In other news, I had Ushi off to the vets for her front line treatment and to get her eye checked out as she had been scratching it quite a bit. It wasn’t affecting her work or anything, so I wasn’t too worried, I just didn’t want it to get infected.
When we were sitting in the waiting room, Ushi saw a couple of other dogs and wanted to play lol. She kept doing little whining noises every so often lol. The vet looked at her eye and said that because it was healing up, that there was nothing he needed to do. He even went and got a light to shine in her eye and made sure that the actual eye wasn’t irritated. He said it should just heal naturally.
I decided to get her front line and worming tablet while there. Our vets like the dogs to get weighed before each front line, so I popped her on the scales.
Ushi’s working weight is 27 Kilograms. Her Optimum weight is meant to be 29 Kilograms but she has been over that. At her last weigh in three months ago, she was 33 Kilograms. I put this down to me slacking and not walking her enough. I said that I would exercise her twice a day instead of once a day. Each walk was a 20 minute or so walk, and that wasn’t even into town. Town was probably a 30 minute walk.
So most days we’ve been doing a walk twice a day. She has a free run once a week, and gets a milk bone broken up every time she comes back to me on a free run. (We do this so the dogs come back, and we are allowed the milk bones). She would very ocasionally get a treat on a walk if she needs an incentive, like if she is doing a new route, for example. She would get a frozen kong filled with about 5 pieces of her food and 5 bits of broken up milk bone. I then would have taken 10 bits of food out of her breakfast the next day to make up for that. She would have gotten a dental stick maybe two or three times a week.
She is on 150 grams twice a day for both her feeds. (She was on 200 Grams in the mornings when I got her, but that was cut in November to 150).
Today when I weighed her……….she was 36.1 Kilograms. This was a huge shock. I asked the vet if that was okay and the vet said that was normal, but guide dogs probably won’t like her at that weight. Apparently, a guide dog is classed as obese if it is 15 % over its optimum weight. I have worked out that Ushi is 5.415 % over but not sure If I did that right.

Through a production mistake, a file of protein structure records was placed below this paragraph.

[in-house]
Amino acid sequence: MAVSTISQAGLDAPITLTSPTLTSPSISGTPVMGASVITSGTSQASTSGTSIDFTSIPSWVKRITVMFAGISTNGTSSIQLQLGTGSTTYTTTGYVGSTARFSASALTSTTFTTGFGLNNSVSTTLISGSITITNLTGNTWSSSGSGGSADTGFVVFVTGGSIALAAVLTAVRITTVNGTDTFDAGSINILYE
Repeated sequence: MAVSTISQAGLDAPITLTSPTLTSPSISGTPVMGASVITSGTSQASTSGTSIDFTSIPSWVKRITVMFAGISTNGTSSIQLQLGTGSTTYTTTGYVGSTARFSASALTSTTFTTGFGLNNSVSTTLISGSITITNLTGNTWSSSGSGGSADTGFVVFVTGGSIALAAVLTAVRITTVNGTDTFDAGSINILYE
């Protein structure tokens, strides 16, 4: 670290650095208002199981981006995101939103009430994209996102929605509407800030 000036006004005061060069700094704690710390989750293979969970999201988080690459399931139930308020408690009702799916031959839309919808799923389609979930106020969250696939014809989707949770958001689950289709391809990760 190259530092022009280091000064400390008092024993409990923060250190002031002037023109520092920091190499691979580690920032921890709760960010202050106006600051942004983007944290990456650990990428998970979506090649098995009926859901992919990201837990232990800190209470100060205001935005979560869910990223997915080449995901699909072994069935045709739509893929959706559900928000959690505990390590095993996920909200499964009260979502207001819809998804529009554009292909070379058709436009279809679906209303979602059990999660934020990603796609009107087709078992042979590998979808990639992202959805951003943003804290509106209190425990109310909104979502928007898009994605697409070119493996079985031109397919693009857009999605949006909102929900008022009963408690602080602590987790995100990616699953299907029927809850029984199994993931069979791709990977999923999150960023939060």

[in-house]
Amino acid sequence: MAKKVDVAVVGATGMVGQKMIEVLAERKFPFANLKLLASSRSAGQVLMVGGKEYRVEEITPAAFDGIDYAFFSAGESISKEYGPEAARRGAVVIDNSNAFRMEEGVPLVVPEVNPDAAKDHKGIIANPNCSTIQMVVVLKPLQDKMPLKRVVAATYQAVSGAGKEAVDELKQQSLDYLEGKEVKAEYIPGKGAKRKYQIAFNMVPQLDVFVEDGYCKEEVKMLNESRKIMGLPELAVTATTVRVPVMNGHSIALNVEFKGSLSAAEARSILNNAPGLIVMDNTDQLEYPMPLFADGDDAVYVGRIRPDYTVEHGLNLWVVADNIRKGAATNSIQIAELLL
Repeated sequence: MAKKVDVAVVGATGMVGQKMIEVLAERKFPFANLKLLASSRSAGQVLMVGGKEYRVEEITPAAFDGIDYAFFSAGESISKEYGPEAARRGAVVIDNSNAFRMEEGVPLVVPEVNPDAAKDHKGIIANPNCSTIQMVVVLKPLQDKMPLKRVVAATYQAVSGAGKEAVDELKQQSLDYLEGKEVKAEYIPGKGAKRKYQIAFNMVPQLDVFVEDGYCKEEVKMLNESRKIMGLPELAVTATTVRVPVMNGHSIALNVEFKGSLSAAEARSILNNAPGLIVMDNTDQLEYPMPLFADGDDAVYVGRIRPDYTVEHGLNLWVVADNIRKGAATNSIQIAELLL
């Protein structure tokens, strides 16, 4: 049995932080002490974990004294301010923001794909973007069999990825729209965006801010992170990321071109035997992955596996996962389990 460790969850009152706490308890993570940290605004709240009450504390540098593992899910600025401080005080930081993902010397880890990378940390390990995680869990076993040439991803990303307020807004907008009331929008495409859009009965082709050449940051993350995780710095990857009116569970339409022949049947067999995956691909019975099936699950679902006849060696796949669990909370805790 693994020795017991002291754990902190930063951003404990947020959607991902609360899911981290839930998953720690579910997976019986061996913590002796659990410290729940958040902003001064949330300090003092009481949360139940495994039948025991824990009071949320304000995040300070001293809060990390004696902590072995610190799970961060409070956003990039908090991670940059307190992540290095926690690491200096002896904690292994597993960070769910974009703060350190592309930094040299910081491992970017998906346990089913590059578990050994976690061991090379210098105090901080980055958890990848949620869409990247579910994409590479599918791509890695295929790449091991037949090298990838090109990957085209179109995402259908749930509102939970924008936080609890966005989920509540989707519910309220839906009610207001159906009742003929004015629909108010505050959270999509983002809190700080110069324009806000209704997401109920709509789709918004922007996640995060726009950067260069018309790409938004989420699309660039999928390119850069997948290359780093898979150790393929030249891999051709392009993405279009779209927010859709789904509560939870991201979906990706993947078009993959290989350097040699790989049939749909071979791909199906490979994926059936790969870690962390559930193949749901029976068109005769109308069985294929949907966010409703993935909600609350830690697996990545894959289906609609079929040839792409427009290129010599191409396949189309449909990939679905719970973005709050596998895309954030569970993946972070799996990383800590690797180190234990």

Anyway whatever way I worked that out, it’s not good. I am extremely disappointed. She doesn’t feel fat, and she doesn’t look fat, but I need to get on top of this as soon as possible. I was told that you cut the dogs food by 50 grams. So I am thinking of bringing her food down to 100 grams in the morning and keeping her at the 150 in the evening which is what she is getting twice a day.
I guess there will only be treats for coming back from a free run! That means no kongs or anything like that.
Should I be doing this? I am extremely worried. I can still fit my fingers in between her belly and the girth strap of her harness. Dad said that it could be muscle rather than fat.
Oh and by the way, do any of you know how to get a dog to step down off a down kerb? She won’t do it unless I move the lead forward. (She used to do it until the day that it rained really bad and the cars sprayed all over the road). I give a nice strong hand signal and tell her forward, and I do it a couple of times, but if it’s not working I will use the lead. Could I have been using the lead too much?
Thanks for any suggestions, and sorry for the long post! I started it on Wednesday lol. I went to the vets today though (Friday) but thought i’d add that in. The kerb thing isn’t that much of an issue though. I really hope I can get the weight off! Thanks again for your help.